WAVELET TRANSFORMATION by Sarah D. Braudrick B.A. Mathematics, B.A. Sociology, University of Northern Colorado, 1998 A thesis submitted to the University of Colorado at Denver and Health Sciences Center in partial fulfillment of the requirements for the degree of Master of Science Mathematical Sciences 2007 This thesis for the Master of Science degree by Sarah D. Braudrick has been approved by Stephan R. Sain Braudrick, Sarah D. (M.S., Applied Mathematics) Analyzing Microarray Time Series Data Using a Haar Wavelet Transformation Thesis directed by Associate Professor and Graduate Program Director Stephen C. Billups ABSTRACT This thesis presents an algorithm for identifying significant temporal pat- terns in microarray time series. Using a false discovery rate procedure to assess the magnitude of wavelet coefficients resulting from a Haar wavelet transforma- tion, the algorithm detects gene expression signals exhibiting time-dependent features. Numerous simulated time series, each consisting of a.small propor- tion of temporally dependent functions among random signals, were generated by which to test the algorithm. The simulation encompassed the following changeable scenarios: number and distribution of time points (evenly-spaced or randomly-spaced), noise-to-signal ratio, and level of frequency. Testing the algorithm using these parameters, we were able to answer questions regarding the effect of sample quantity, sampling rate, and sample quality (degree of noise present in the expression signal readings) on the algorithms performance in de- tecting temporal patterns in a microarray time series. Finally, the algorithm is applied to a genome-wide microarray time series collected from Rattus norvegi- cus mammary tissue over the course of the 4-day estrous cycle. This abstract accurately represents the content of the candidates thesis. I DEDICATION This thesis is dedicated to John, for the support and the space and knowing when to give which, and to my parents, who never ran out of encouragement. ACKNOWLEDGMENT Id like to thank Steve Billups for giving me a thesis topic which was as inter- esting as it was challenging, and for always giving thorough feedback. And also thanks to Holly Wolf, for her limitless understanding when it came to work and school conflicts. CONTENTS Figures ............................................................ x Tables............................................................ xvi Chapter 1. INTRODUCTION .................................................... 1 1.1 Time Series Gene Expression Data Analysis..................... 1 1.2 Related Work.................................................. 1 1.2.1 Early attempts time unordered .............................. 2 1.2.2 Recent attempts time ordered................................ 2 1.2.3 Wavelets in signal processing ................................ 3 1.3 Our Approach.................................................. 3 1.3.1 Motivation ................................................... 4 1.4 Challenges.................................................... 5 1.4.1 Sampling...................................................... 6 1.4.2 Homogeneity................................................... 6 1.4.2.1 Within samples.............................................. 7 1.4.2.2 Between samples............................................. 7 1.4.3 Replicates.................................................... 8 1.5 Conceptual Framework.......................................... 8 1.5.1 A model of the data........................................... 9 1.6 Implementation............................................... 10 vii 2. METHODS 11 2.1 Overview of the Method.......................................... 11 2.2 Normalization...................................................... 12 2.3 Wavelets........................................................... 13 2.3.1 The Haar wavelet................................................... 14 2.3.2 Defining a finite basis using Haar wavelet functions............ 15 2.3.3 Calculating the wavelet coefficients............................... 17 2.3.4 Haar wavelet coefficients.......................................... 18 2.4 Identification of Significant Signals.............................. 18 2.4.1 Bootstrapping procedure............................................ 19 2.4.2 FDR analysis....................................................... 20 2.5 Algorithm Summary and Implementation............................... 21 3. TESTING AND RESULTS .................................................. 25 3.1 Generating Simulation Time Series.................................. 25 3.1.1 Haar wavelet signals............................................... 28 3.1.2 Sinusoidal signals................................................. 29 3.1.3 Regression signals ................................................ 30 3.2 Results: Simulation Testing.......................................... 31 3.2.1 Performance using Haar-based / .................................... 31 3.2.2 Performance using sinusoidal-based /............................... 37 3.2.3 Performance using regression-based /............................... 52 3.3 Results: Microarray Gene Expression Time Series................. 60 4. SUMMARY AND CONCLUSIONS............................................... 69 4.1 Sample Size........................................................ 69 vm 4.2 Variation of Sample Response................................. 70 4.3 Sampling Rate ............................................... 70 4.4 Frequency of the Underlying Temporal Response ............. 71 4.5 Which Wavelet Coefficient Performs Best?..................... 72 5. FUTURE WORK.................................................... 73 References........................................................ 75 IX LIST OF FIGURES Figure 2.1 The eighth-order Haar wavelet basis functions on the interval [0,4]. Here, n = 8 because D = 2........................................... 16 3.1 The Haar Wavelet step function, ip.................................. 28 3.2 Sinusoidal functions of various frequencies on the time interval [0,1]. 29 3.3 Regression functions 1 through 4, on the interval [0,1]............. 30 3.4 Surface plots of observed sensitivity rates. (These are 3-dimensional renderings of Tables 3.2 and 3.3, viewed from their upper left hand corners towards their lower right.).............................. 32 3.5 Sensitivity rates for 16 > T > 9 with 77 = 0.1...................... 33 3.6 Haar wavelet-generated (normalized) signals for T = 40 where T is evenly spaced and p = 0.1. This illustrates how, even with a large number of uniform samples, true signals (black) can quickly become nearly indistinguishable from pure noise (grey) when 77 increases from 1.5 to 2.0.......................................................... 34 3.7 Surface plots for the observed FDRs from uniform and randomly spaced T, p = 0.1................................................... 35 3.8 Surface plots of observed sensitivity when the proportion of true signals (p) is 50% (a and b) and 90% (c and d). No significant differences were seen between small and large p.................. 36 x 3.9 Mean sensitivity rate across all evenly spaced T (with rj = 0.1) as a function of frequency rate............................................. 37 3.10 Surface plots of the resulting sensitivity from low frequency (near 0 and 1) sinusoidal-generated simulations................................ 38 3.11 Surface plots of the resulting sensitivity from lower frequency (near 2 to 4) sinusoidal-generated simulations............................ 39 3.12 Surface plots of the resulting sensitivity from higher frequency (greater than 5) sinusoidal-generated simulations............................... 40 3.13 Sensitivity rates for frq = 0.3, rj = 0.1, as a function of T in finer detail. Sensitivity decreases more sharply for evenly spaced T (solid dark line) between 20 and 15 than for randomly spaced T (dashed light line)............................................................ 42 3.14 Sensitivity rates for frq = 0.3, T = 50, as a function of r} in finer detail. Sensitivity decreases most when 0.5 < r) < 1.0. Evenly (solid dark line) and randomly (dashed light line) spaced large T produce similarly decreasing rates............................................. 43 3.15 Sensitivity rates for frq = 1.3, rj = 0.1, as a function of T in finer detail. Sensitivity decreases more sharply for evenly spaced T (solid dark line) between 30 and 25 than for randomly spaced T (dashed light line)............................................................ 45 3.16 Sensitivity rates for frq = 1.3, T = 50, as a function of 77 in finer detail. Evenly (solid dark line) and randomly (dashed light line) spaced large T produce similarly decreasing rates............. 45 xi 3.17 Sensitivity rates for frq = 1.8, 77 = 0.1, as a function of T in finer detail. Sensitivity decreases more sharply for evenly spaced T (solid dark line) between 14 and 12 (see arrows) than for randomly spaced T (dashed light line).................................................. 47 3.18 Sensitivity rates for frq = 1.8, T = 50, as a function of 77 in finer detail. Evenly (solid dark line) and randomly (dashed light line) spaced large T produce similarly decreasing rates and both have a high tolerance to a large amount of added noise........................ 47 3.19 Sensitivity rates for frq = 2.5, 77 = 0.1, as a function of T in finer detail Sensitivity for evenly spaced T (solid dark line) is larger when T = 24 than when T 29, and a large decrease occurs between T = 24 and 23. For randomly spaced T (dashed light line), sensitivity is larger when T = 22 than when T = 31................................. 49 3.20 Sensitivity rates for frq = 2.5, T = 50, as a function of 77 in finer detail. Evenly (solid dark line) and randomly (dashed light line) spaced large T produce similarly decreasing rates except for 0.5 < 77 < 0.7, where randomly spaced T yields smaller sensitivity rates. . 49 3.21 Sensitivity rates for frq = 3.8,77 = 0.1, as a function of T in finer de- tail. Sensitivity drops significantly, but uniformly, for evenly spaced T (solid dark line) between 24 and 20 (see arrows). Randomly spaced T (dashed light line) yields slightly higher rates for smaller values of T...................................................................... 51 xn 3.22 Sensitivity rates for frq = 3.8, T = 50, as a function of 77 in finer detail. Evenly (solid dark line) and randomly (dashed light line) spaced large T produce similarly decreasing rates.................... 51 3.23 Surface plots (b and c) of observed sensitivity rates from simulations generated from regression function (a) fregri(t) = 1 481 + 218t2 315f3 + 145t4........................................................... 53 3.24 Sensitivity rates for fregri(t), V = 0.1, as a function of T in finer detail. Evenly spaced T (solid dark line) differs most from randomly spaced T (dashed light line) near T = 30. Rates decrease signifi- cantly for both once T reaches the mid-twenties................ 54 3.25 Sensitivity rates for fregri(t), T = 50, as a function of 77 in finer detail. Evenly (solid dark line) and randomly (dashed light line) spaced large T produce similarly decreasing rates except for 0.4 < 77 < 0.6, where randomly spaced T yields smaller sensitivity rates............. 54 3.26 Surface plots (b and c) of observed sensitivity rates from simulations generated from regression function (a) fregr2{t) = 0.3e-64^-0'25^2 + 0.7e-256(t0.75)2....................................................... 55 3.27 Surface plots (b and c) of observed sensitivity rates from simulations generated from regression function (a) /re9r3(t) = 10e~lot.............. 56 3.28 Surface plots (b and c) of observed sensitivity rates from simulations generated from regression function (a) fregr4(t) = where k = 2 for t < 4 and k 1 for t > |........................................ 57 xni 3.29 Sensitivity rates for fregri(t), rj = 0.1, as a function of T in finer detail. Rates for randomly spaced T (dashed light line) decrease more gradually than evenly spaced T when the number of time points is less than 15. And is evenly spaced T favoring an even number of time points when T is small?....................................... 59 3.30 Sensitivity rates for fregr4{t), T = 50, as a function of t] in finer detail. Evenly (solid dark line) and randomly (dashed light line) spaced large T produce similarly decreasing rates except for 0.7 3.31 A plot indicating the time points sampled. Each asterisk marks the time (in hours) that a tissue sample was taken from a rat specimen across the 4 day estrous cycle.................................. 60 3.32 The Haar wavelet reconstruction of the normalized expression sig- nal for APegl. An increase in expression appears in the estrus and metestrus phases................................................ 62 3.33 The Haar wavelet reconstruction of the normalized expression signal for RMT-1. Expression values are high in the first half of the estrous cycle, and low in the second half............................... 63 3.34 The Haar wavelet reconstruction of the normalized expression signal for IL-17B. Expression is low in the first half of the cycle, and high during the last two phases...................................... 64 3.35 The Haar wavelet reconstruction of the expression signal for TSP2. Expression is higher in the first half, and lower in the second half of the estrous cycle..................................................... 65 XIV 3.36 The Haar wavelet reconstruction of the expression signal for LAMA5. Expression moderately decreases from the beginning to the end of the cycle, with some high level readings occurring in the estrus phase. 66 xv LIST OF TABLES Table 2.1 FDR procedure pseudocode.................................................. 22 2.2 Algorithm pseudocode...................................................... 23 2.3 Algorithm input parameters................................................ 24 3.1 Input parameters needed to construct F................................ 27 3.2 Observed sensitivity rates for / = ip(t), evenly spaced T and p = 0.1 31 3.3 Observed sensitivity rates for / = ip(t), randomly spaced T and p = 0.1 32 3.4 Observed sensitivity rates for / = sin(0.3nt), T evenly spaced and p = 0.1 41 3.5 Observed sensitivity rates for / = sin(l.3irt), evenly spaced T and p = 0.1 44 3.6 Observed sensitivity rates for / = sm(1.87rÂ£), evenly spaced T and p = 0.1 46 3.7 Observed sensitivity rates for / = sm(2.57rt), evenly spaced T and p = 0.1 48 3.8 Observed sensitivity rates for / = sin(3.8jrt), evenly spaced T and p = 0.1 50 3.9 Observed sensitivity rates for fregri(t), evenly spaced T and p 0.1 53 3.10 Observed sensitivity rates for fregr2{t), randomly spaced T and p = 0.1 55 3.11 Observed sensitivity rates for fregrz{t)^ evenly spaced T and p = 0.1 56 3.12 Observed sensitivity rates for fregr4{t), evenly spaced T and p = 0.1 57 xvi 3.13 A frequency distribution of significance rates for 10 applications of the algorithm using R = 5........................................... 61 3.14 Genes found to to have temporal significance 100% of the time ... 67 4.1 Percentage Distribution of Positive-Responsible Ck (when T = 50 and r) 0.1) ...................................................... 72 XVII 1. INTRODUCTION 1.1 Time Series Gene Expression Data Analysis Microarray technology allows researchers to quantify the expression levels of thousands of genes within a tissue sample. By measuring mRNA levels as- sociated with each gene, microarrays provide a snapshot of the genetic activity present in that tissue. This information can then be used to understand patterns of gene expression. Researchers have used microarrays to investigate relation- ships among genes, how they react to environmental changes such as injury, disease, and drugs and their roles in the routine maintenance of an organism. Gene function plays a dynamic role in the regulation of biological processes, and time series analysis can help us understand how this unfolds. Microarray exper- iments, when performed successively, can reveal temporal patterns in biological systems such as cellular cycles, organism development, and disease progression. The resulting data from these time course experiments, however, can be dif- ficult to manage; they tend to be enormous in number (often comprising an entire genome), widely variable, and diverse in scope (some profiles averaging mRNA levels near 10,000, others near 500). The analysis of this complex data introduces unique challenges to investigators and calls for specialized techniques that take into account the sequential nature of the samples. 1.2 Related Work 1.2.1 Early attempts time unordered 1 Initial efforts to make sense of microarray time series data largely ignored the continuous nature of time, instead treating time as a categorical variable. Many early undertakings sought only to differentiate among groups of genes in the hopes of gaining a more sophisticated understanding of biological processes. Groupings tend to be established either through classification schemes, in which genes are categorized based on some pre-specified criteria, or through cluster- ing methods which identify naturally occurring similarities. Early approaches in classifying genes were largely guided by multivariate statistical and com- putational methods including classical statistical modeling techniques [34, 37], clustering algorithms [12, 30], principal component analysis (PCA) with singu- lar value decomposition (SVD) [3, 14], self-organizing maps (SOM) [28], and support vector machines [8]. The shortcoming of a multivariate analysis frame- work, however, is that the temporal ordering of samples is inconsequential; any permutation of time points will not change the results of the analysis. 1.2.2 Recent attempts time ordered More recent classification techniques have addressed this problem by recog- nizing that temporal order and the intrinsic continuity of gene expression sig- nals must be incorporated. Some of these time sensitive classification schemes include the use of self-organizing maps adjusted to incorporate a temporal met- ric [27, 36], time warping algorithms that attempt to co-align expression signals [1], and functional data analysis (FDA) methodologies that view observed gene profiles as independent components in a smooth stochastic process [22, 35]. The latter presented methods specifically for unevenly and/or infrequently sampled data. Notable nonparametric methods presented for modeling time series ex- 2 pression profiles have included the use of splines [5, 11] and wavelets. In work done by Klevecz in 2000 and Klevecz and Murray in 2001 [17, 18], wavelets were used to identify dominant frequencies at which large numbers of genes exhib- ited oscillations in their expression profiles. Our use of wavelets is qualitatively different. Specifically, we will use wavelets as a means of identifying individual genes that exhibit significant time-dependent variation in their expression levels. 1.2.3 Wavelets in signal processing The use of wavelets in time series analysis is not new. Wavelets have been applied to a variety of series including the detection of time-dependent climate signals [20], serial dependencies within functional magnetic resonance imaging (fMRI) [9], the analysis of electrocardiogram (EKG) heartbeat intervals [16] and electroencephalogram (EEG) epileptic spikes [19]. In image processing, wavelets have been used in the analysis of 2-dimensional images (which are just signals arising from spacial dependencies instead of temporal), to identify patterns at various resolutions. Examples include JPEG image compression [31], optimiza- tion of image coding [33], edge detection and the removal of noise in images [24]. 1.3 Our Approach Here we present a method for identifying meaningful temporal patterns in gene expression microarray data. Our algorithm computes the Haar wavelet transformation on the expression profile of each gene, and then incorporates a false discovery rate analysis on the decomposition coefficients to single out genes with significantly large temporal responses, relative to the noise. Prior to 3 describing the details of the algorithm, it will be useful to first describe the data set that motivated the development of this method. 1.3.1 Motivation The development of our algorithm was motivated by the desire to analyze a genome-wide time series that resulted from research investigating the estrous cy- cle. The data came from microarray experiments measuring the levels of mRNA present in mammary tissue samples taken from female rats (Rattus norvegicus) and spanning the course of the rat estrous cycle (typically 4-5 days). The exper- iment, conducted by Margaret C. Neville and Pepper Schedin at the University of Colorados School of Medicine, sampled 32 time points over a four day period at approximately 90 minute intervals between the hours of 7am and 7pm. The microarrays were set up to detect expression levels for the entire rat genome, comprising over 21,000 genes. Much of the genetic architecture underlying the estrous cycle is not clearly understood, therefore our quest was exploratory in nature. The hope was to be able to identify a set of candidate genes exhibiting a significant temporal response worthy of further investigation in future experiments. Features of this experiment made the prospect of data analysis both encouraging and daunting. While there were many time points sampled, and with some level of regularity in sampling rate, there were also large gaps of time with no samples, coupled with the additional variability introduced by heterogenous sample subjects. Unlike some experiments in which the samples are homogenous, (e.g., the time points are sampled from cloned organisms or from the same individual multiple times), this experiment required the extraction of vital organs and 4 therefore each time point represented a different rat. The lack of sample homo- geneity presents uncertainty that can complicate analysis efforts because each rats genetic makeup varies to some unknown degree. In addition to this vari- ability between individual rats, there can also be disparities within samples. For example, the presence of peripheral tissue whose primary biological function may be far different than that of the tissue under examination can result in expres- sion values reflecting a different process. The heterogony of samples also raises concern for how much confidence we can have that the rat sacrificed at time t*. was a good representation of the estrous cycle at time tfc. In other words, how can we be sure that the rat representing time point t7 lets say, wasnt actually better-suited to represent time point t9 in the estrous cycle? The sampling rate of this set had irregularities resulting in large windows of unmeasured gene activity (over nights), therefore we wanted to explore how un- even sampling might affect the identification of significant temporal profiles. An integral part of our testing scheme involves the comparison between uniformly and randomly spaced time points. Encouraging however, was that this set had a relatively large number of samples a luxury given that, due to the high cost involved, it is not uncommon for microarray time courses to sample less than 10 time points [13]. While the experiment did not perform replicates, this forfeiture afforded the advantage of more time points covered. Also attractive is the regularity of sampling that did occur within the four 12 hour sampling phases. 1.4 Challenges 5 The idea behind gene expression time series experiments is to obtain enough snapshots of gene activity to reveal temporal patterns within a particular bio- logical process or stimulus response. A key factor in accomplishing this is being able to distinguish between the true signal and its accompanying noise. As will be described, there are many factors in the experimental design that can complicate the discernment between pure signal and noise. 1.4.1 Sampling As with many time course experiments, sampling methodology can greatly affect the subsequent assessment of data. The rate of sampling should be tailored to the process being studied; longer intervals may accommodate slowly unfolding gene activity, whereas shorter intervals become necessary when studying intense biological responses. While sampling frequently can simplify and strengthen analysis, it may be infeasible due to the high cost of microarrays. Sampling too infrequently, however, can make it nearly impossible to interpolate gene activity between sample points. Even when many time points are sampled, irregularity of sampling intervals can complicate analysis because the rate of change between time points increases as the interval decreases. Sometimes irregular intervals are strategically carried out in order to capture particular phases of a process where rapid or slow be- havior is expected [26]. But in many situations, an uneven rate of sampling is difficult to avoid due to the impracticality of around-the-clock sampling. 1.4.2 Homogeneity In addition to sparse or irregular sampling, other factors may bring un- certainty into the analysis, namely, inconsistencies within and between tissue 6 samples. 1.4.2.1 Within samples Inconsistencies within samples occurs when the extracted specimen contains tissue from multiple organs. For the purposes of many experiments, the proto- typical tissue sample contains only tissue from the organ of interest, be it heart, liver, or skin, etc. This is ideal because gene activity varies among tissue types depending upon their biological functions. For example, certain genes responsi- ble for regulating functions of sight will be highly expressed in ocular tissue, yet nearly dormant in proximal brain tissue. But during extraction, samples can be inadvertently contaminated with tissue from neighboring organs. 1.4.2.2 Between samples Inconsistencies between tissue samples is the result of using heterogenous subjects. A favorable experimental condition is when each tissue sample comes from the same organism, or a clone. Such control is attainable when working with populations of smaller organisms like C. elegans or Saccharomyces cere- visiae (yeast) because lines of these organisms can be perpetuated indefinitely. But often it is necessary to use organisms more similar to humans, in which case cloning is not (yet) a practical approach and each tissue sample requires the sacrifice of a unique organism. When each time point represents a unique individual, it can be difficult to know the degree to which changes in expres- sion values are attributable to a biological response or to the peculiarities of the individual. Measures can be taken to align organisms so that each sacrificed specimen can reasonably represent the proper phase of the cycle for that time 7 point. But there will still be variation resulting from the uniqueness of the sam- ples and which is indistinguishable from the changes inherent in the true gene signal. 1.4.3 Replicates In traditional types of time series, the value at time point tj is directly influenced by the observation at time point t(j-i). This characteristic can bring robustness to the validity of the value at time point tj; when the value at time point tj is similar to its neighbors, we have more confidence in it. In gene expression time series on the other hand, individual time points are independent of the preceding observations. Therefore, it is desirable to take measures to increase confidence in the value at time point t A common experimental design, intended to substantiate the expression value associated with each sampled time point, is to generate replicates. Repli- cates are additional microarray tests performed on each sample and combined into a single reading for that time point. While this design can increase con- fidence in the values, it does not necessarily always behoove the researcher to adopt this setup. Consider an experiment in which one is investigating a slow process over a large cycle length; requiring replicates may amount to squander- ing expensive microarray tests that would be more useful if spread out to cover more individual time points. 1.5 Conceptual Framework We recognize that significant temporal patterns are not necessarily cyclical. In fact as evidenced when one views a plot of expression values against time - what can be seen is a great deal of seemingly erratic spikes and bursts of activity. 8 Wavelet transformations are well-suited to such data since they are capable of closely approximating highly irregular, chaotic signals. 1.5.1 A model of the data In designing a model of this type of data, we set forth some expectations. In general, we assume that the variation in gene expression signals is governed by three components: the temporal response, the sample response, and random noise. We assume that the temporal response component represents the time- dependent signal of the true genetic profile and that it is a continuous function of time. The sample response is considered time-independent variation occurring from sample to sample (e.g., differences between individual organisms or tis- sue makeup). Note that the sample response may exhibit correlations among genes; there may be groups of genes that vary similarly from one sample to the next. The magnitude of the sample response is difficult to predict; it could be very large or small relative to the temporal response. The random noise is also considered to be time-independent, but largely gene-independent and relatively small compared to the other two components. If we combine the sample response and the random noise into a single component, e, then our model, /, can be written as f = y + Â£, (i-i) where y represents the temporal response, i.e., the genetic profile. Questions that we explore using our algorithm on strategically simulated data include whether the sample response is proportional to the temporal re- 9 sponse and what type of distribution might be representative of the sample response. 1.6 Implementation This paper presents a method to identify significant temporal responses among a large number of gene expression signals. We model the data via a Haar wavelet transformation and use features of the reconstructed signal to identify profiles with meaningful temporal patterns. Issues to be addressed in our approach include the questions of how many samples are necessary within a given time interval, and to what degree irregularity in sampling rate can be tolerated in order to successfully detect temporal patterns. Also investigated is how best to normalize the raw data prior to the wavelet transformation. Normalization of the data is an important issue because it has the potential of magnifying small scale elements as well as minimizing those of large scale. To test our methodological answers to these questions, we apply our algo- rithm to a variety of simulated datasets. After refining our algorithm during the testing phases, we apply the final version to the set of genome-wide expression levels sampled from a population of female rats in an attempt to explore the regulation of the estrous cycle. 10 2. METHODS 2.1 Overview of the Method Our methods were based upon the model that gene expression measure- ments are made up of three components: the temporal response, a continuous function of time that reflects the true expression value; the sample response, a time-independent form of variability that results from differences between sam- ples; and noise, which is presumed to be independent of both time and sample. Furthermore, we assume that the non-temporal portion of the signal (the sam- ple response combined with the random noise) tends to be proportional to the signals temporal response. We are primarily interested in identifying genes that have a significant tem- poral response. We model the temporal response for a gene as a function of time, which we approximate from the expression data. To make this concrete, consider a set of T ordered data points, (ti,yi),, (tT, yT), believed to have been sampled with noise from some underlying function of time. The aim is to find a new function, /, that closely approximates, or fits, this underlying function such that for each j Â£ [1, T] f(tj) ~ Vj- (2-1) Our approach models the data as a continuous function of time so that the underlying function, y, is approximated by the following linear model: n = (2-2) k=1 11 where fa (t),, fa{t) is a family of basis functions for our method, which target temporal features we are interested in. In this study, we will use Haar wavelet functions, defined in 2.3, to form the basis. We then minimize the models least-squares residual to choose the best parameters ck. That is, we minimize Ylj=i(Vj ~ The result of this process is a representation of each gene by the vector of coefficients c = [ci,..., cn] corresponding to the least squares fit. If the magnitude of any of these coefficients is large relative to the other coefficients, we say that the gene has a significant temporal response with respect to the corresponding basis function. A main contribution of this thesis is an algorithm for determining when a coefficient is large enough to be considered significant. The remainder of this chapter describes the algorithm in detail. The raw dataset, G, is arranged into an m x T matrix such that Gij is the expression level at the jth time point for the ith gene, where j = 1,2,..., T and i = 1,2,..., m. Prior to calculating the functional fit, we first normalize the data, resulting in an m x T matrix G. The normalization process is described in Section 2.2. Section 2.3 describes the Haar wavelets, which will be used to define the basis functions fa{t) for equation (2.1). Section 2.3 also gives the mathematical details for calculating the least squares approximation. Section 2.4.1 describes the method for determining the significance of the magnitudes of the wavelet coefficients. 2.2 Normalization We examined a number of methods for standardizing the data prior to per- forming the wavelet decomposition. The choice of a normalization scheme de- pends on several factors and therefore it was important to assess the implica- 12 tions of each standardizing component as it effects the analysis of the data. Our method was to first take the log-transform of the data and then center each signal about 0. In microarray data analysis it is standard practice to work with the loga- rithm of the data instead of the raw expression values. This is primarily because of the wide scope of the expression readings which can range from 0 to 10,000 and the fact that noise tends to be proportional to signal strength. Using the log-transform of the data ensures that low level changes in expression re- ceive relatively equal regard as those occurring at high levels. Therefore, our normalization routine begins by taking the log-transform of the raw expression data. Our interest is in the relative changes in expression values, not absolute; so we centered each signal about 0 by subtracting its mean. That is, the ith gene expression signal, denoted by Gl *, once normalized will be Gi.* lnGj.* ELl-Gy (2.3) where the log of a vector is the vector of the logarithms. The notation of the * symbol in the subscript will indicate the entirety of that index so that is equivalent to ,2.3 Wavelets A wavelet transform (WT) can be used to fit a linear model given a set of sample data points, (yi, .. ,yr)- Instead of mapping the samples from a temporal domain into a frequency domain (as with Fourier transforms), the wavelet transform maps the samples into a time-frequency plane. A benefit of 13 a WT is that it can get as local as necessary, whereas the Fourier transform is globalized over the entire signal. Wavelet transforms are capable of zooming in or out at different locations of the signal. With wavelets, one can choose the resolution level with which to transform a given signal [7]. The term wavelet refers to a set of basis functions defined by a pair of related functions: the wavelet generating function, denoted by ip, and the scaling function, denoted by (j). These two functions work in concert to generate an infinite set of basis functions. Typically, however, only a finite subset of these basis functions is necessary to get a close approximation of /. By choosing different generating and scaling functions, many different families of wavelet functions can be produced. In this thesis we focus on Haar wavelets, which are specified as follows. 2.3.1 The Haar wavelet For a function [0,1], the Haar scaling function is defined as: (2.4) and the Haar wavelet generating function is defined as: ip(t) = 0(2i) 4>(2t 1). (2.5) or equivalently, 1 if 0 < t < i; V>(<) = < 1 if \ < t < 1; (2.6) 0 otherwise, 14 The family of Haar basis functions is then defined by {(p(t), ^o,o(^), ipi,o(t), ipi,i(t), where ^0,0 (t) ip{t) and (*) = iffi s), (2.7) for d G Z+ and 0 < s < Sd = 2d 1. Generalizing for a function /(f), t {-7= if a < t < b\ 0 otherwise, and applying (2.5), the Haar wavelet generating function is defined as: 1 if a y/ba = H*<*<*>; 0 otherwise. (2.9) The denominator \Jb a is chosen so that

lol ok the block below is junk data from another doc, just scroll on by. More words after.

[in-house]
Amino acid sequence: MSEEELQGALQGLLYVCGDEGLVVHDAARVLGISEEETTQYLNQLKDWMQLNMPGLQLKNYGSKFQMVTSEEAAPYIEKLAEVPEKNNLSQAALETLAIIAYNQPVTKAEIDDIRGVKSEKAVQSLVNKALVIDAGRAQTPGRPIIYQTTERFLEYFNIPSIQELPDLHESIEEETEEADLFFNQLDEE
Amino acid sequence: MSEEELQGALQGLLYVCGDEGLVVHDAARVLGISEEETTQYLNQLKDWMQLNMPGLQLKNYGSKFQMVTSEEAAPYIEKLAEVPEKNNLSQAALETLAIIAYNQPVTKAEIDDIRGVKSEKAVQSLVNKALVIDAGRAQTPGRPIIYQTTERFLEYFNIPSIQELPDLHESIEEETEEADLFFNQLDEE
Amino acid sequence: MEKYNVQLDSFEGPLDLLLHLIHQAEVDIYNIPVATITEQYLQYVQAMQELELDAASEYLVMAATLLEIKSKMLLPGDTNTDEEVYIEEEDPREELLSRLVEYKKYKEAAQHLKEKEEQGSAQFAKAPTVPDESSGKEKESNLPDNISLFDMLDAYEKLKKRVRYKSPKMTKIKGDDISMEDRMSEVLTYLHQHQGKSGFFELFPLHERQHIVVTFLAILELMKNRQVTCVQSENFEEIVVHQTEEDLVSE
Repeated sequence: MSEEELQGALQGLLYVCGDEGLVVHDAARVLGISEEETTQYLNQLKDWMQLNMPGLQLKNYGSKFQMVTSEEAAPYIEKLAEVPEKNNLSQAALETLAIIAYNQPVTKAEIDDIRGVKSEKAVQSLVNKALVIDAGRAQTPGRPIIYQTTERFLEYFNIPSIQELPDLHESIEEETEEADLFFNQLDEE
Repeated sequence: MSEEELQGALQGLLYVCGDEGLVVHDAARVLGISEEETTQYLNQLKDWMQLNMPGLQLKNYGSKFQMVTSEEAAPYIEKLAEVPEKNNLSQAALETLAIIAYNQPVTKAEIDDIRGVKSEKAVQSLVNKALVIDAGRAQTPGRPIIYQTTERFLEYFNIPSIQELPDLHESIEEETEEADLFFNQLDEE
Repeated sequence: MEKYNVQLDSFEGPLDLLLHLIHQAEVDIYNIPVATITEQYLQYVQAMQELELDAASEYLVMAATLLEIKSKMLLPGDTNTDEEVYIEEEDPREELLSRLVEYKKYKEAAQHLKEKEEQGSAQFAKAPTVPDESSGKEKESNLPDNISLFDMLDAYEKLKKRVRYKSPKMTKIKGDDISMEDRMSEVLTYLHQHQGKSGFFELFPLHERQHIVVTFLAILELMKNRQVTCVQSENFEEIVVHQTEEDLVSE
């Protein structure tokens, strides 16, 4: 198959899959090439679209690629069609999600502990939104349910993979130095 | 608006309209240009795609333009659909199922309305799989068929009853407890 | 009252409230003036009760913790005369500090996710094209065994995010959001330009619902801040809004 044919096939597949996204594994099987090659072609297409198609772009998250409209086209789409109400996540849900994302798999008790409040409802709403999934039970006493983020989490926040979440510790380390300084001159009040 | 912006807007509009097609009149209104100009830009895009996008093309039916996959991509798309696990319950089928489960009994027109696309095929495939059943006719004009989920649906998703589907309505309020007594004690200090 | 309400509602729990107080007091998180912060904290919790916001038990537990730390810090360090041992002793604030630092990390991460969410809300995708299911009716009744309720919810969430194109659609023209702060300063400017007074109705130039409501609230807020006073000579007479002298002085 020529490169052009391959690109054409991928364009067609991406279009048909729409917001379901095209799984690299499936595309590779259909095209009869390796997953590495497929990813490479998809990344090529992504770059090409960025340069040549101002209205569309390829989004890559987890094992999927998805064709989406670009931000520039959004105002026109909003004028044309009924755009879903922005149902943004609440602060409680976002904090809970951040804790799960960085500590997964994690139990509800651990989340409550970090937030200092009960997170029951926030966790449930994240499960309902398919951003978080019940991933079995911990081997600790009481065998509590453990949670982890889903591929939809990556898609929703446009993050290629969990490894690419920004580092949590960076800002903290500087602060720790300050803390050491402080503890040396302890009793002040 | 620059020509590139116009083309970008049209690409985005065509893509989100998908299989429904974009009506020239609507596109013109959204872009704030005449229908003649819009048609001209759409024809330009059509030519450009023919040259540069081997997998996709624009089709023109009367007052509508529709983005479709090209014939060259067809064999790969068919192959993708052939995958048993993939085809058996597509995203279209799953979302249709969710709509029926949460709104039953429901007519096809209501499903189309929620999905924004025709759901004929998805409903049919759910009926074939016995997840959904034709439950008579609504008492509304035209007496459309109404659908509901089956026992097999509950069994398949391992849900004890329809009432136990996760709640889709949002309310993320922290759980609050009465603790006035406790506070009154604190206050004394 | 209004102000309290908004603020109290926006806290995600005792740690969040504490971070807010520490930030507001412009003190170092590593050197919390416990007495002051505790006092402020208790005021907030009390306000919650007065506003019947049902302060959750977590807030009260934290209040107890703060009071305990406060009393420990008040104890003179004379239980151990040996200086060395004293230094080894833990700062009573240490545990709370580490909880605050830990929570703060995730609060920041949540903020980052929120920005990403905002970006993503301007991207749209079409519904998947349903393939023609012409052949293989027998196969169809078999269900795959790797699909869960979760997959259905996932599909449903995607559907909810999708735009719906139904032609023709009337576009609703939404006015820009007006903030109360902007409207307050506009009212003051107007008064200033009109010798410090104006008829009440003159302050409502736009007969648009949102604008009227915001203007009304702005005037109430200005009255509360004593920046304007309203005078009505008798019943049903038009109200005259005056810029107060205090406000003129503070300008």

and ip{t), the remaining Haar basis functions on [a, 5] are then defined by |